LONDON (Reuters) – Neil Woodford has sold 97 million pounds of shares over the past 10 days to boost liquidity in his suspended equity income fund, a Woodford spokesman said on Thursday.
He needs to raise cash from the Woodford Equity Income Fund, which had 3.7 billion pounds in assets under management when suspended, to pay back investors seeking their money due to poor performance.
The fund was frozen on June 3, shortly after a 263 million pound redemption request from the pension fund of Kent County Council in southern England.
Market participants have been expecting a wave of forced selling by Woodford, with some hedge funds taking out short positions against his investments.
“Since suspension, Woodford has sold 97.1 million pounds of stock as he continues to reposition the Woodford Equity Income Fund portfolio,” a Woodford spokesman said by email.
Woodford has said he will shift the focus of the fund to larger, more liquid stocks.
Since the equity fund was suspended, Woodford’s firm has sold or transferred stakes worth at least 808 million pounds in UK listed companies, according to a Reuters analysis of stock exchange filings.
However the Woodford spokesman said the bulk of these filings related to stock transfers, following the firm’s loss of a mandate from wealth manager St James’s Place.
Woodford managed an investment portfolio for St James’s Place worth 3.5 billion pounds that was held separately from the suspended equity income fund, but St James’s Place cancelled that mandate last week so the portfolio is now being transferred back to them. Wealth manager Openwork also dropped a 330 million pound mandate with Woodford last week.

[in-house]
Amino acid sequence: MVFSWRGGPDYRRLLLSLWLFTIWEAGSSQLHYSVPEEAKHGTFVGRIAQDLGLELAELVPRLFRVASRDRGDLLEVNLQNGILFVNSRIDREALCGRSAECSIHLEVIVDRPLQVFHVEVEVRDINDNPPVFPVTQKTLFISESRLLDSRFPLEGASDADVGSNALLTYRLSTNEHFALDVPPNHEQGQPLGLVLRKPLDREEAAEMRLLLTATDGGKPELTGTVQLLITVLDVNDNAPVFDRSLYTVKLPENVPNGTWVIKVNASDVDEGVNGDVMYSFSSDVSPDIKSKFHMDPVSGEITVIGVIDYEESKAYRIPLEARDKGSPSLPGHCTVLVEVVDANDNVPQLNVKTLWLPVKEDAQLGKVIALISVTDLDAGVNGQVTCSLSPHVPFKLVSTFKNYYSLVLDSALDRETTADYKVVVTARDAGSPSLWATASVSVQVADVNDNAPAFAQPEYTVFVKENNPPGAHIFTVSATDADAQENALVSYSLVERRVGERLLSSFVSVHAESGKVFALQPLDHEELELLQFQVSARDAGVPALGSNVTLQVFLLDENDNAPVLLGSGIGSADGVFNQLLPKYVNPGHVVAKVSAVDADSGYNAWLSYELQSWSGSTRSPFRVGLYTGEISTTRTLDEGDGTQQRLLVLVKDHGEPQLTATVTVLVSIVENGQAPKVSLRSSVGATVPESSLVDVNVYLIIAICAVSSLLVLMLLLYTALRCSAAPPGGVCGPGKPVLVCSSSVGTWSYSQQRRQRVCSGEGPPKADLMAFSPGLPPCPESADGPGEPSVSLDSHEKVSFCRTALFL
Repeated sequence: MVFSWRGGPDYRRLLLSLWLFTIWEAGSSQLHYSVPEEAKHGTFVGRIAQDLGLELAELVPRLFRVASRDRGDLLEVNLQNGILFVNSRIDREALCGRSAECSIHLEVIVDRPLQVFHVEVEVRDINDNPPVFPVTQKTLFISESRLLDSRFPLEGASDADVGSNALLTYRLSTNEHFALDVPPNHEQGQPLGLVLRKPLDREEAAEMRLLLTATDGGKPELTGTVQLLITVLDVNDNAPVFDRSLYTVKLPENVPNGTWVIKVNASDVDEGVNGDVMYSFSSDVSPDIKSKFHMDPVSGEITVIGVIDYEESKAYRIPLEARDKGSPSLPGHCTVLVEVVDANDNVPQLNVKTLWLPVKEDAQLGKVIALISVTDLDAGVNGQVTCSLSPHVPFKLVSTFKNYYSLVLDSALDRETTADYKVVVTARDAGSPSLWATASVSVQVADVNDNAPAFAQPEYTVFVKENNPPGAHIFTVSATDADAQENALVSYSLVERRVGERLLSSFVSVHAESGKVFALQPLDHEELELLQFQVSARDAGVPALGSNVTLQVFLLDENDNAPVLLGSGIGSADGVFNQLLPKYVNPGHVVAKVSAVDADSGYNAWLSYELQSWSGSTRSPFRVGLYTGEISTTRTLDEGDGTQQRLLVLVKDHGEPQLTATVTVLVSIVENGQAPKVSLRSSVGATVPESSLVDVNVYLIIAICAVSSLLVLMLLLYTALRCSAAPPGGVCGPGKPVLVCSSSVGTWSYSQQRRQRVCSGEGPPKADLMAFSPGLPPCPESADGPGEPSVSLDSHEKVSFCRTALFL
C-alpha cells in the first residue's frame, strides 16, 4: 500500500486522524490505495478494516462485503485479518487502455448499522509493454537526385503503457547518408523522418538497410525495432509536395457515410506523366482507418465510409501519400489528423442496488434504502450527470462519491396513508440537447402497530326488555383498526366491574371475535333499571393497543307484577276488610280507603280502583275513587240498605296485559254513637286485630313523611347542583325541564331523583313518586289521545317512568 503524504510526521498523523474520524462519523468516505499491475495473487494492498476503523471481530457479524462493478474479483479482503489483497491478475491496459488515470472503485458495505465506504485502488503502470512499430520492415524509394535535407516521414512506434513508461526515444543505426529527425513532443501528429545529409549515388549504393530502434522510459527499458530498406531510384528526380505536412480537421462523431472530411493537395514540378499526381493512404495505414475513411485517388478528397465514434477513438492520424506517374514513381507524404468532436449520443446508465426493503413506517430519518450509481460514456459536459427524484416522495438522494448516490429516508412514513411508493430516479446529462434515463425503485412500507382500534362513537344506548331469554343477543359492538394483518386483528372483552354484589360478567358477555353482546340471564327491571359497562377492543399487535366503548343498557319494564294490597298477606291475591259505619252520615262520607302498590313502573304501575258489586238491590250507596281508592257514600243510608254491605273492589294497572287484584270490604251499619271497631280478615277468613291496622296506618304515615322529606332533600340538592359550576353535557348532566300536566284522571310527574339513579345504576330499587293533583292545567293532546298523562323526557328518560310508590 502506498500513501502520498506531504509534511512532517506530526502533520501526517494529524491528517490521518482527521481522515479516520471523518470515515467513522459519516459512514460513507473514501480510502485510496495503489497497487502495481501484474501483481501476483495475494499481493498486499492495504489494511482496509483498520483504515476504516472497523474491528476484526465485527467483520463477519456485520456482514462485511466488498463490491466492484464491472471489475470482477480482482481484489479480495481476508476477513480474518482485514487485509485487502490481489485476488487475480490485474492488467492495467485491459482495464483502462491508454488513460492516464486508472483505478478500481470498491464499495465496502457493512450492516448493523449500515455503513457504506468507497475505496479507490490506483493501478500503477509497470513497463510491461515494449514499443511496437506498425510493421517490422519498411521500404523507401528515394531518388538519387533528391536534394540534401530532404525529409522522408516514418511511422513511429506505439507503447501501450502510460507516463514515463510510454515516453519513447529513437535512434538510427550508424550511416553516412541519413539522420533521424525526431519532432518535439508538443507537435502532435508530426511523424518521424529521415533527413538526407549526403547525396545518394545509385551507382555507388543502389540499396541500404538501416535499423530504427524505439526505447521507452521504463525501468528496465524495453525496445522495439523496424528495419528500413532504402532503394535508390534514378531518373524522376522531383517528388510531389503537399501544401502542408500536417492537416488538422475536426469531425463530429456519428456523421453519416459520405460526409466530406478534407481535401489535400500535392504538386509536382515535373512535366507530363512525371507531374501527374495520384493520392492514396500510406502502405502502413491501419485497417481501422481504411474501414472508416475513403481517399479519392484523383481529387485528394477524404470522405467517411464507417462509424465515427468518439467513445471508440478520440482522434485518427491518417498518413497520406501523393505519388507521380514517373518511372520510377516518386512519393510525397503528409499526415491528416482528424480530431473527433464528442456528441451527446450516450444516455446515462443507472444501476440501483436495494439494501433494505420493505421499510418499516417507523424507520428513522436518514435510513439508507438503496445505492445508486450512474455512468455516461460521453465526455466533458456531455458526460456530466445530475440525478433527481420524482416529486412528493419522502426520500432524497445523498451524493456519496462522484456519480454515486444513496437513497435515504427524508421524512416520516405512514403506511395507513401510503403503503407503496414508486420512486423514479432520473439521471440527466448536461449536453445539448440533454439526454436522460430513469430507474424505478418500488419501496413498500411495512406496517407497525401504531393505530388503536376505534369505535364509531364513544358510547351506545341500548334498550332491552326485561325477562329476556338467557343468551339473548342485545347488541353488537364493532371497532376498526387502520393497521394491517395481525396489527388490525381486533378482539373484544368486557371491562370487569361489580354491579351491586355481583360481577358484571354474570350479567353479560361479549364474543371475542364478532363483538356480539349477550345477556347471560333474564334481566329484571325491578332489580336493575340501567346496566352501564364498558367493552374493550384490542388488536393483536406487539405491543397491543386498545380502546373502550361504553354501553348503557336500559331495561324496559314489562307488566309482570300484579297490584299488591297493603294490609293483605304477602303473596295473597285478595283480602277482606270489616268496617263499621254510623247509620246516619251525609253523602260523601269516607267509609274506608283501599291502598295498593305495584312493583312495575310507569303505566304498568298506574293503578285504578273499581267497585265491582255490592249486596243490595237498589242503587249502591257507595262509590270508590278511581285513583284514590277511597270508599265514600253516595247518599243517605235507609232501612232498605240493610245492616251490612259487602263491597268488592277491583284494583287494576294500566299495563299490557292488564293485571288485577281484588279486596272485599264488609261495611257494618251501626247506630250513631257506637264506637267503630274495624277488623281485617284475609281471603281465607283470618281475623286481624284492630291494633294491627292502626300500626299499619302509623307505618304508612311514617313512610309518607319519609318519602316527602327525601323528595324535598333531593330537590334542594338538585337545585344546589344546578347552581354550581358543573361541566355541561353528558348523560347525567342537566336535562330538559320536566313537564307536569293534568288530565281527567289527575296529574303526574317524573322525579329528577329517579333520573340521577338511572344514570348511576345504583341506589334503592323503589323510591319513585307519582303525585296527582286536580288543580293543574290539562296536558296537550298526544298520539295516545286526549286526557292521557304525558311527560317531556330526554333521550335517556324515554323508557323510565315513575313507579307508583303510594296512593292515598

Woodford’s firm has cut or transferred its position in at least 22 listed UK companies, including FTSE 100 company Barratt and smaller companies Time Out Group and Purplebricks.
The filings may not represent the full extent of Woodford’s UK sales or transfers as firms in Britain only have to report stake reductions when they own more than 3% or 5% of an underlying stock, depending on the company’s home base.
The St James’s Place mandate did not fully replicate Woodford’s equity income fund, which has come under fire for investing in illiquid stocks. Woodford did not invest in unlisted companies or small overseas stocks on behalf of St James’s Place, the St James’s Place spokesman said.
Woodford’s stake changes, and the expectation of further sales, have had an impact on some of its investments in smaller companies.
E-Therapeutics has fallen 9.1% since June 3, IP Group is down 8.1% and NewRiver REIT is off 8%.
“Woodford is creating some bargains for savvy investors by being forced to liquidate positions,” said Neil Wilson, analyst at Markets.com.